• Important Executive Director Announcement from the NAWCC

    The NAWCC Board of Directors is pleased to announce that Mr. Rory McEvoy has been named Executive Director of the NAWCC. Rory is an internationally renowned horological scholar and comes to the NAWCC with strong credentials that solidly align with our education, fundraising, and membership growth objectives. He has a postgraduate degree in the conservation and restoration of antique clocks from West Dean College, and throughout his career, he has had the opportunity to handle some of the world’s most important horological artifacts, including longitude timekeepers by Harrison, Kendall, and Mudge.

    Rory formerly worked as Curator of Horology at the Royal Observatory, Greenwich, where his role included day-to-day management of research and digitization projects, writing, public speaking, conservation, convening conferences, exhibition work, and development of acquisition/disposal and collection care policies. In addition, he has worked as a horological specialist at Bonhams in London, where he cataloged and handled many rare timepieces and built important relationships with collectors, buyers, and sellers. Most recently, Rory has used his talents to share his love of horology at the university level by teaching horological theory, history, and the practical repair and making of clocks and watches at Birmingham City University.

    Rory is a British citizen and currently resides in the UK. Pre-COVID-19, Rory and his wife, Kaai, visited HQ in Columbia, Pennsylvania, where they met with staff, spent time in the Museum and Library & Research Center, and toured the area. Rory and Kaai will be relocating to the area as soon as the immigration challenges and travel restrictions due to COVID-19 permit.

    Some of you may already be familiar with Rory as he is also a well-known author and lecturer. His recent publications include the book Harrison Decoded: Towards a Perfect Pendulum Clock, which he edited with Jonathan Betts, and the article “George Graham and the Orrery” in the journal Nuncius.

    Until Rory’s relocation to the United States is complete, he will be working closely with an on-boarding team assembled by the NAWCC Board of Directors to introduce him to the opportunities and challenges before us and to ensure a smooth transition. Rory will be participating in strategic and financial planning immediately, which will allow him to hit the ground running when he arrives in Columbia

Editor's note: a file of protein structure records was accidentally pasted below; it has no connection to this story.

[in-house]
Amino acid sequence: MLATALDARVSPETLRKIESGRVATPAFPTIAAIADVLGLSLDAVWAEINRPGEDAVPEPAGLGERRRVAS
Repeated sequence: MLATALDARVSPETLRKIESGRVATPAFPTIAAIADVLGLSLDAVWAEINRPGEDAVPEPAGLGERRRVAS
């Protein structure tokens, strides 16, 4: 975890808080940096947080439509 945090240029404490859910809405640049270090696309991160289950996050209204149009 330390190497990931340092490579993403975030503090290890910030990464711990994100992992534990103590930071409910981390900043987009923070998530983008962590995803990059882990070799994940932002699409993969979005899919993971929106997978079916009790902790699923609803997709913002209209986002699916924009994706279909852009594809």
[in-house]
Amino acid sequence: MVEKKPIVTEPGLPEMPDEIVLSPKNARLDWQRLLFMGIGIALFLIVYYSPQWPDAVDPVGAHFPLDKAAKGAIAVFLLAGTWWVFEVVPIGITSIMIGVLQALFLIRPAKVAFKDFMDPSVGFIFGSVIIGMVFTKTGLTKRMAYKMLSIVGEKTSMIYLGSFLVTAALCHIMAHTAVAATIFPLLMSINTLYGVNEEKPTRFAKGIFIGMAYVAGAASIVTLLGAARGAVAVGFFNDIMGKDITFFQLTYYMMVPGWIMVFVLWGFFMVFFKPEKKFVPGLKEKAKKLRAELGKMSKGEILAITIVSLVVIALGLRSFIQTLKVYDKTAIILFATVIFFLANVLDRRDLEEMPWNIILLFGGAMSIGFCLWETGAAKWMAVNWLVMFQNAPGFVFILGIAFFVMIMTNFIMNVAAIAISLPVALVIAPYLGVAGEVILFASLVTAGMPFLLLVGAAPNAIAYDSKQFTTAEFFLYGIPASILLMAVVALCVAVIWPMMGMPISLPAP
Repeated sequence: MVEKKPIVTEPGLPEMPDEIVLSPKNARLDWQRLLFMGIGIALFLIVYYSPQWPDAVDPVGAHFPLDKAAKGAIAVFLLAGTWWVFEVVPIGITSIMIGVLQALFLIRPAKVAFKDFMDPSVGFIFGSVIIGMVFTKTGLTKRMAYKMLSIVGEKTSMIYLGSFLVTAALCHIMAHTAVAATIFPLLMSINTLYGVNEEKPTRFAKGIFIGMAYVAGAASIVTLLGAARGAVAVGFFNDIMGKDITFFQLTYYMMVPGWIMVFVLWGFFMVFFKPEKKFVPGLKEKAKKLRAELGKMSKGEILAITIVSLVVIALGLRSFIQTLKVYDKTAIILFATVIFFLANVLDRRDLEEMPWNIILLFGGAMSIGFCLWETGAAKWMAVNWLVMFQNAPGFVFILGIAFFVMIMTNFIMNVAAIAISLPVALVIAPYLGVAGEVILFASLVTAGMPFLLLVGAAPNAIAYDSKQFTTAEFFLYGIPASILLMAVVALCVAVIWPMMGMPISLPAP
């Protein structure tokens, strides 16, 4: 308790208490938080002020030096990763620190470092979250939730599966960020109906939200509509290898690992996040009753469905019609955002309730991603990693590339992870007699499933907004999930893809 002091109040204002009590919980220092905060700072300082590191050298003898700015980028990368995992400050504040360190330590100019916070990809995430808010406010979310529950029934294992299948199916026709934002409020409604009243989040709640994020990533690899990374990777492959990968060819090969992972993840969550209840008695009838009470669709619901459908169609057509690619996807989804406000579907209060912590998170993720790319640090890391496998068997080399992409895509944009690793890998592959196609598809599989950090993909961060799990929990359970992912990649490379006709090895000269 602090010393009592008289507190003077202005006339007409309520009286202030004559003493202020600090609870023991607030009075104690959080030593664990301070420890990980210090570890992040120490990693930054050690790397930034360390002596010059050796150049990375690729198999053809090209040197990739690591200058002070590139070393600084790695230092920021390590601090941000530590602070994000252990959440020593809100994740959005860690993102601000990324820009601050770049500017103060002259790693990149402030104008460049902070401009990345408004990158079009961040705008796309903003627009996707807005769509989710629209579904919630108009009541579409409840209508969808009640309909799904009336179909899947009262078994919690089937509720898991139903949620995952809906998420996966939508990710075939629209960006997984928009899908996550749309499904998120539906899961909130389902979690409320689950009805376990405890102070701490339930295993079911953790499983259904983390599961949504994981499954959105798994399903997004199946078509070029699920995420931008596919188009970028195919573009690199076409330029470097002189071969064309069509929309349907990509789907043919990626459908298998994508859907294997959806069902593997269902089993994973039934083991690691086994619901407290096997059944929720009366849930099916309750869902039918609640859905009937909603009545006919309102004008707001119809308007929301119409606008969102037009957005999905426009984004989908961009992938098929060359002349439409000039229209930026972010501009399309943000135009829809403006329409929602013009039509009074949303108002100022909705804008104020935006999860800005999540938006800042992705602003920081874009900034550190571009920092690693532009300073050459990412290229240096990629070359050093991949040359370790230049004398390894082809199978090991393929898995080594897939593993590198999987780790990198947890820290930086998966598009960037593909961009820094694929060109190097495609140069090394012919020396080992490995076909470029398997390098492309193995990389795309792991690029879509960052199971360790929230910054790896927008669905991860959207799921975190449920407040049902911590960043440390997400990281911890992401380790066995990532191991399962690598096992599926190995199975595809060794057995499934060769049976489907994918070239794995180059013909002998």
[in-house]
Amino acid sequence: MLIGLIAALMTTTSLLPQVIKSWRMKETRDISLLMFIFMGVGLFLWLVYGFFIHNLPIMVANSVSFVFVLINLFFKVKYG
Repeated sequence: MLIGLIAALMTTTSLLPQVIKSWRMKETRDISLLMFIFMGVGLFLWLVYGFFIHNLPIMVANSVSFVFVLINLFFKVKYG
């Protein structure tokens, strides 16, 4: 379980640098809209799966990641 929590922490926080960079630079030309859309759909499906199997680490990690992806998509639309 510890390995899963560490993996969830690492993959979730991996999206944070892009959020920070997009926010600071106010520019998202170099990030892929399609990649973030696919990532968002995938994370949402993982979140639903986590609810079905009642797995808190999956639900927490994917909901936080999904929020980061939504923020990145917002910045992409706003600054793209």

You can read more about Rory McEvoy and this exciting announcement in the upcoming March/April issue of the Watch & Clock Bulletin.

    Please join the entire Board and staff in welcoming Rory to the NAWCC community.

J Harrison Watch, Can’t Identify

AC7A

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Jan 21, 2021
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Good afternoon!

I am not sure where to begin. I picked up a silver pocket watch on eBay because it looked nice, and I started looking into it a bit. I could tell that it’s silver—there is a double chevron “Argent” hallmark on the case—and I was happy enough to see that.

I am trying to find the likely production era. There’s a signature inside of the case lid; I can’t reading the name, but the date is 4/19/67. Service, perhaps? It seems pretty tarnished, and I am in the process of cleaning the silver. It appears to be serial no. 12669, and it is stamped with “Four Cylinder Escapement.” I have included some images.

Any help identifying would be great. Thank you! 4AB32427-A18C-43A9-947D-C58A2891D3DF.jpeg 4A42FD4D-47A7-45ED-B05B-541D3CD3387B.jpeg ADBD6AAE-B48F-4E8E-88B6-ECF8BB47CEEA.jpeg 2C01BF60-21E8-4530-BA41-76626FBBC3F1.jpeg 41A27B0B-2561-4290-B6F0-0BADAE10EC1F.jpeg
 

Dr. Jon

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Welcome to our forum.

You have a fairly generic but mostly original watch. Its layout suggest it was made 1850 to 1860 . The service date is probably 1869.
The description is that 4 hole are jeweled. These are the ends of the cylinder escape wheel and the balance for a total of 6 jewels. the balance has cap jewels.

It has a nice and unusual dial. It is probably silver and nicely made. I doubt that these hands were on the watch when it was new. They may have been added for use in World War i because they look like radium hands which would have been visible in darkness.
 
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Lychnobius

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Aug 5, 2015
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Although this watch bears the name of a reputable Liverpool (English) maker of the middle nineteenth century, it is actually Swiss; the layout of the movement, the hinged inner back panel (cuvette), the style of lettering and the cylinder escapement with steel escape-wheel are all signs of this. The Swiss often put English names on their work until the 1870s when they finally gave up this practice (the influx of cheap but good watches from the United States had made it unprofitable) and set about raising their standards instead.

Oliver Mundy.
 
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